The killing of Helicobacter pylori by low-power laser light in the presence of a photosensitiser.

Research paper by C E CE Millson, M M Wilson, A J AJ Macrobert, J J Bedwell, S G SG Bown

Indexed on: 01 Apr '96Published on: 01 Apr '96Published in: Journal of medical microbiology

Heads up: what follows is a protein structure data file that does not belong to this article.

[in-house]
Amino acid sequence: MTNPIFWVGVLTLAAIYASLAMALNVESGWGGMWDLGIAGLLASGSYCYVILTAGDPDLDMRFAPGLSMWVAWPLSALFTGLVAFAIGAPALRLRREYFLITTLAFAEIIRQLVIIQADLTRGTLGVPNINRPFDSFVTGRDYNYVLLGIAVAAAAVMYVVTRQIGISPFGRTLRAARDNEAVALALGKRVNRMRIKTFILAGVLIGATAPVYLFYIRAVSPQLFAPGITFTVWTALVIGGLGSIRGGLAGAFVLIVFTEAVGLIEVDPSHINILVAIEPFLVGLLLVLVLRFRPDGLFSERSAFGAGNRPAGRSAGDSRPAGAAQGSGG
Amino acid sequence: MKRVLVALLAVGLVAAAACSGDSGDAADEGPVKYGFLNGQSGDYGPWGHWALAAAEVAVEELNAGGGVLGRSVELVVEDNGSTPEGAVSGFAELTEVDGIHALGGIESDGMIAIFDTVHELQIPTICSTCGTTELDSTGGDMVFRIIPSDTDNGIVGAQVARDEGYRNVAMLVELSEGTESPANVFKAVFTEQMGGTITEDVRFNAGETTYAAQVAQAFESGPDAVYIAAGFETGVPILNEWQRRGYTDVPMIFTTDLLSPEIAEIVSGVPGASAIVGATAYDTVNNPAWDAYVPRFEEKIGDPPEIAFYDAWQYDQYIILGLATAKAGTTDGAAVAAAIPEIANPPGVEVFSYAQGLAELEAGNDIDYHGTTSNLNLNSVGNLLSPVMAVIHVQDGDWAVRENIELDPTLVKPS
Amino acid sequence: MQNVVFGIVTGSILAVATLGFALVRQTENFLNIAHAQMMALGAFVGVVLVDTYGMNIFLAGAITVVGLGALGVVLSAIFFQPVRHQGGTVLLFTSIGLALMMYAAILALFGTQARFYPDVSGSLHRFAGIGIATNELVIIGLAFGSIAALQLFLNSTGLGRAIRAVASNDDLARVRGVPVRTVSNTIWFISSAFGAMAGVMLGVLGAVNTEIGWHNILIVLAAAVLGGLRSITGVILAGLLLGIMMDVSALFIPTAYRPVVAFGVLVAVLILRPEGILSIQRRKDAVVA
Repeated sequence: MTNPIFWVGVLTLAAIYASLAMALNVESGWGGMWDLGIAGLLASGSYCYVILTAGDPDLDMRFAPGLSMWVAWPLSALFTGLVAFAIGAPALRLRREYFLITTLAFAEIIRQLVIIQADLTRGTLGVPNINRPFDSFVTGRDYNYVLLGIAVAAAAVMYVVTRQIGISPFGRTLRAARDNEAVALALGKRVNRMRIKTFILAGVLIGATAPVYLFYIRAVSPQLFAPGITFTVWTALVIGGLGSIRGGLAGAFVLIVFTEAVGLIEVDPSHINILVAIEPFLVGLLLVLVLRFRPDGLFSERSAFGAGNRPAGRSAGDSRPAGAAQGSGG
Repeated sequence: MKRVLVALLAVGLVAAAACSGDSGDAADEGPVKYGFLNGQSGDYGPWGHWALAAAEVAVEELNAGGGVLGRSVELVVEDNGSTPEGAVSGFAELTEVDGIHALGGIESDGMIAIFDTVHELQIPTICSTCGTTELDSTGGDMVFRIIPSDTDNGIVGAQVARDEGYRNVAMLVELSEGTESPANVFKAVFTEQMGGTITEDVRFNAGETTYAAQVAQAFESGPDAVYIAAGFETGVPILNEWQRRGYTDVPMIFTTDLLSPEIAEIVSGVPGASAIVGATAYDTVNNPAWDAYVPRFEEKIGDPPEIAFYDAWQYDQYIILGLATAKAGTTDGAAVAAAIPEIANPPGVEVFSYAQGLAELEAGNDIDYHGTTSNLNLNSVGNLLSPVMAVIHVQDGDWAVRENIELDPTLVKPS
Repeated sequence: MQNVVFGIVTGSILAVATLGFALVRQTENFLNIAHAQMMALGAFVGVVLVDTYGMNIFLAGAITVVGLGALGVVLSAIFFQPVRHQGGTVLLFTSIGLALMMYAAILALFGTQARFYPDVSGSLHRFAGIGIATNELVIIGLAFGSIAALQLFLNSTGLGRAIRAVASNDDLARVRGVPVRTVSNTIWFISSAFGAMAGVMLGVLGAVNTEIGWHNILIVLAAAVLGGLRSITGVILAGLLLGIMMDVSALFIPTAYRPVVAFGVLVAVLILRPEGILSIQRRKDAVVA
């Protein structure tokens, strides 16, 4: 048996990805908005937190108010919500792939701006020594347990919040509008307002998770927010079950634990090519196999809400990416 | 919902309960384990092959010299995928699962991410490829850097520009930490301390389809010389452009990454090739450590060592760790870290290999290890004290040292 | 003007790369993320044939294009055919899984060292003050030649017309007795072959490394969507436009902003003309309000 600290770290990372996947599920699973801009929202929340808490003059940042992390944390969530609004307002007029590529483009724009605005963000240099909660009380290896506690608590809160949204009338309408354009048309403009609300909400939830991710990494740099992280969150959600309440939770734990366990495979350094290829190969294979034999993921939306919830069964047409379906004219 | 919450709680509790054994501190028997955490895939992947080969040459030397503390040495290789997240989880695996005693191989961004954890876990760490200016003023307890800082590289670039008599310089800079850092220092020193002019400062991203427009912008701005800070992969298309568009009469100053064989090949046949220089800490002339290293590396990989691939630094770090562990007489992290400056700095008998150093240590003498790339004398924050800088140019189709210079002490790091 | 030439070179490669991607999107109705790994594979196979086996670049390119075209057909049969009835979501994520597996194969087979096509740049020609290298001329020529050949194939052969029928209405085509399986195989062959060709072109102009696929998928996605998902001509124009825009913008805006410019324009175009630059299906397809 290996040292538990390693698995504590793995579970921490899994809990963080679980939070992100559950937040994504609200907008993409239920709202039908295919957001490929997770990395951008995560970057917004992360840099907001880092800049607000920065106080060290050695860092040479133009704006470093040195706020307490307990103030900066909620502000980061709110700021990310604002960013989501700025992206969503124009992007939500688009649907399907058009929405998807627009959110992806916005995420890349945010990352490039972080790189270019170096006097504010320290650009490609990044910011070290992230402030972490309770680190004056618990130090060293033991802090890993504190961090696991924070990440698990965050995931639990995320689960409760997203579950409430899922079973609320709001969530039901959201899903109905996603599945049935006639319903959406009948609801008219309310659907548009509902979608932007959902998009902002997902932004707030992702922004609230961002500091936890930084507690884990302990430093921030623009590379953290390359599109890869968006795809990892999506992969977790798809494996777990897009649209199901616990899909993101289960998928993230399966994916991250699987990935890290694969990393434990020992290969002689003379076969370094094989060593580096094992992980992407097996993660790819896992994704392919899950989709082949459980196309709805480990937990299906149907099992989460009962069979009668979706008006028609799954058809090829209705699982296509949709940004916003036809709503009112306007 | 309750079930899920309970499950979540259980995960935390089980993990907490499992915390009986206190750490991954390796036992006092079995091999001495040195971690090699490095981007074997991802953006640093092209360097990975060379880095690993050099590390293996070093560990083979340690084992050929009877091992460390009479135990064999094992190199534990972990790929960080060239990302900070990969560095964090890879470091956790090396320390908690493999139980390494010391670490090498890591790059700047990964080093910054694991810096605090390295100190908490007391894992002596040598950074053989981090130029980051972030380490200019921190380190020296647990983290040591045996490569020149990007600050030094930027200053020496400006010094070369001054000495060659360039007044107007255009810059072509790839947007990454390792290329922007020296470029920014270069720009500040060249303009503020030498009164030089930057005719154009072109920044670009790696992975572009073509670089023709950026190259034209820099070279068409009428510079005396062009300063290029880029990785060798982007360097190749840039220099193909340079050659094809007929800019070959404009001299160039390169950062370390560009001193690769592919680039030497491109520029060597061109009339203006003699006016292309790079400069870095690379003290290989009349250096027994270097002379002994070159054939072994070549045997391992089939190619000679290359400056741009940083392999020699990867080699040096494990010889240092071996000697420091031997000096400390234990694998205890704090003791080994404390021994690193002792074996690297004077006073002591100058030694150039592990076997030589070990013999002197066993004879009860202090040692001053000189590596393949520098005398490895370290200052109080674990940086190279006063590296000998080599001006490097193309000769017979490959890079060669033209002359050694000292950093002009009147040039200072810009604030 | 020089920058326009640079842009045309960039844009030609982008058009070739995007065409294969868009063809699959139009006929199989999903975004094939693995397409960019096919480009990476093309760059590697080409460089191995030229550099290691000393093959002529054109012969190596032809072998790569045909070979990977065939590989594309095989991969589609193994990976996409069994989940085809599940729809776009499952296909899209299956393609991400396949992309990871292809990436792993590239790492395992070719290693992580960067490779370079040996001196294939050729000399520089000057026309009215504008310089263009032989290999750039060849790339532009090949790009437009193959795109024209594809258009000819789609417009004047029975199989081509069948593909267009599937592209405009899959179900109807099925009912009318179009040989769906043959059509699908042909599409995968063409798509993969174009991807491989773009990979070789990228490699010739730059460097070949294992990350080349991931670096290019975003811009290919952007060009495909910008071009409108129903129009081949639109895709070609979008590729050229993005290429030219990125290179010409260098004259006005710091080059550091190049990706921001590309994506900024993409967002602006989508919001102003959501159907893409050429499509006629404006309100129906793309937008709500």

Helicobacter pylori is associated with various gastrointestinal disorders. Lethal photosensitisation was investigated as a possible technique for killing H. pylori which might offer a better alternative to antibiotics. The susceptibility of H. pylori to lethal photosensitisation was determined by mixing suspensions of H. pylori with various photosensitisers and plating out on blood agar before irradiation with low-power laser light. Five sensitisers were studied further by mixing them with H. pylori in a tissue-culture plate and counting survivors after irradiation as a function of laser exposure time, dye concentration and pre-irradiation time. Crystal violet and thionine were ineffective as sensitisers, but zones of inhibition appeared with methylene blue (MB), protoporphyrin IX (PPIX), haematoporphyrin derivative (HPD), toluidine blue O (TBO) and disulphonated aluminium phthalocyanine (S2). Laser light or sensitiser alone did not affect bacterial viability. S2 (100 microg/ml) with a laser light energy density of 16 J/cm2, HPD (10O microg/ml) with 160 J/cm2, MB (100 microg/ml) with 21 J/cm2, PPIX (150 microg/ml) with 320 J/cm2 and TBO (50 microg/ml) with 160 J/cm2 all reduced bacterial viability by >99%. The killing of sensitised H. pylori by laser light offers a new approach to the treatment of localised infections when all colonised areas are accessible to light.